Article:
In an interview with the Kitsap Sun after plans were submitted last year, Ron Allen said the group’s hope was to keep the vital character of the downtown core, by giving the city a way to allocate density and preserve the island’s character and resources while improving Winslow’s walkability and supporting arts, culture, history and visitors.
“The idea is that rather than develop it in a way that really maximizes dollars and really utilizes the entire footprint, a big monolithic sort of structure, we’re hoping to develop it with two separate buildings with a lot of green space, a lot of open space, sort of a town square feel back here between the historical museum and (The Orchard) building that really allows some outdoor activity, really encourages people to be there,” Allen said (Kitsap Sun, March 2022).
At it’s heart, this project proposes that if the City is willing to rethink their total adherence to height, density, and parking regulations, then great public benefit can be unlocked for all. It also invites, and looks forward to vigorous public discussion and debate around that proposal.
Why Are We Talking About This ?
(To be, or not to be, part of the Winslow Subarea Plan process, that is the question)
At the Feb. 14th regular business meeting, City Council members will discuss by what process the project should continue forward – to moves immediately through the existing planning process, or to be delayed until after the Winslow Subarea Plan and perhaps even after the Comprehensive Plan Update is complete. Effectively, that delay could be 2 years or more.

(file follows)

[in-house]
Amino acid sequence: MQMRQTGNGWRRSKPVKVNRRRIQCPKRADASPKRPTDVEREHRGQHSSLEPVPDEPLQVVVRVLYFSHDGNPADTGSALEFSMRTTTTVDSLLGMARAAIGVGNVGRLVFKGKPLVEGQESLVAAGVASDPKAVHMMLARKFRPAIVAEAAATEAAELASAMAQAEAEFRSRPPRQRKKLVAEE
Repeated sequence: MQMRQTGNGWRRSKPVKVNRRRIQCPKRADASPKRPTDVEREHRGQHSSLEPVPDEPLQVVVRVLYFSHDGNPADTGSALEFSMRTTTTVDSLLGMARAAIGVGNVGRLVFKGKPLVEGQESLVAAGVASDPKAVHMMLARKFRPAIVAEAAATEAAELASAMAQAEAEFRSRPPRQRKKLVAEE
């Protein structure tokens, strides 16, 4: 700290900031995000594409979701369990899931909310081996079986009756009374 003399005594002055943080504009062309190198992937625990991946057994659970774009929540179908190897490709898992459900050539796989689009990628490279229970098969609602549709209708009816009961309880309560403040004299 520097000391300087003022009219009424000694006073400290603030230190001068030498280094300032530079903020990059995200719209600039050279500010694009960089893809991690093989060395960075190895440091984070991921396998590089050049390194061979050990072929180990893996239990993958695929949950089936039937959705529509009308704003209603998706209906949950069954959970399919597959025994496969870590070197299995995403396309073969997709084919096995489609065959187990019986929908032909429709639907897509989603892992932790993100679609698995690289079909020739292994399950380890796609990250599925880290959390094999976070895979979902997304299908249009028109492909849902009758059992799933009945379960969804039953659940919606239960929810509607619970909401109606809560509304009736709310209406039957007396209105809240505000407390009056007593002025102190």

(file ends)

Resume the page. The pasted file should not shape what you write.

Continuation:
To delve deeper into what is happening, it is important to know that every three years, City code allows new proposals for comprehensive plan/zoning amendments to be accepted. In January 2022, five proposals came forward and were accepted for further processing, of which this is one.
At issue is city policy and how business and development is conducted on the island.
Specifically, City Council Members will have two recommended motions in front of them with regard to new development changes within the boundaries of the Winslow Subarea Plan:
- Option 1 – Projects should be processed in parallel to the Winslow Subarea Plan, meaning it would move forward under existing city process. A public hearing is currently scheduled before the planning commission for March 23, 2023
- Option 2 – Projects with zoning and development regulations will be held in abeyance until the Winslow Subarea Plan or Comprehensive Plan 2024 periodic review
Summary: With all the innovations included within the Haggar Scribner proposal, the Chamber believes that our community would benefit from immediate full and open public feedback and input into this project and it’s proposed code amendments.
What’s The Issue?
Haggar Scribner Project Implications/Position: By definition of the city’s existing process, the project should continue to move forward. Holding it for the Winslow Subarea Plan and perhaps the Comprehensive Plan leaves it open to a murky future at best. Overall, project owners believe:
- Its unique siting and strategic location warrant the development of a Civic and Cultural Overlay zone